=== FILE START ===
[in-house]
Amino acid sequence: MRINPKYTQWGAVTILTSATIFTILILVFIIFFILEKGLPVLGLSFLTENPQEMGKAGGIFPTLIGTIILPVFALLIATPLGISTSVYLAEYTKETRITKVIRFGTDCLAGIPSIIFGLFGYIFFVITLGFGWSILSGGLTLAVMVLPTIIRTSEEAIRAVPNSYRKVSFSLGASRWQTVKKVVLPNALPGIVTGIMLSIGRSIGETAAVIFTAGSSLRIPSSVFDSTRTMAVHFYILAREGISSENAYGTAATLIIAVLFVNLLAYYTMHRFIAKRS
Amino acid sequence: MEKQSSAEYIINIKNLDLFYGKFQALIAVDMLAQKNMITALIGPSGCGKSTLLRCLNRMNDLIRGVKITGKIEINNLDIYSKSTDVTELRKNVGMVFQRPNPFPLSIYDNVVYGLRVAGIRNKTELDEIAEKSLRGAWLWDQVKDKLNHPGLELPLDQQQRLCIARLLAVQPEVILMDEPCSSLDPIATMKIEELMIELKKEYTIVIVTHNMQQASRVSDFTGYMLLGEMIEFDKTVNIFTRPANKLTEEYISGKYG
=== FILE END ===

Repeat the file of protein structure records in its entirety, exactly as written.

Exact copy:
[in-house]
Amino acid sequence: MRINPKYTQWGAVTILTSATIFTILILVFIIFFILEKGLPVLGLSFLTENPQEMGKAGGIFPTLIGTIILPVFALLIATPLGISTSVYLAEYTKETRITKVIRFGTDCLAGIPSIIFGLFGYIFFVITLGFGWSILSGGLTLAVMVLPTIIRTSEEAIRAVPNSYRKVSFSLGASRWQTVKKVVLPNALPGIVTGIMLSIGRSIGETAAVIFTAGSSLRIPSSVFDSTRTMAVHFYILAREGISSENAYGTAATLIIAVLFVNLLAYYTMHRFIAKRS
Amino acid sequence: MEKQSSAEYIINIKNLDLFYGKFQALIAVDMLAQKNMITALIGPSGCGKSTLLRCLNRMNDLIRGVKITGKIEINNLDIYSKSTDVTELRKNVGMVFQRPNPFPLSIYDNVVYGLRVAGIRNKTELDEIAEKSLRGAWLWDQVKDKLNHPGLELPLDQQQRLCIARLLAVQPEVILMDEPCSSLDPIATMKIEELMIELKKEYTIVIVTHNMQQASRVSDFTGYMLLGEMIEFDKTVNIFTRPANKLTEEYISGKYG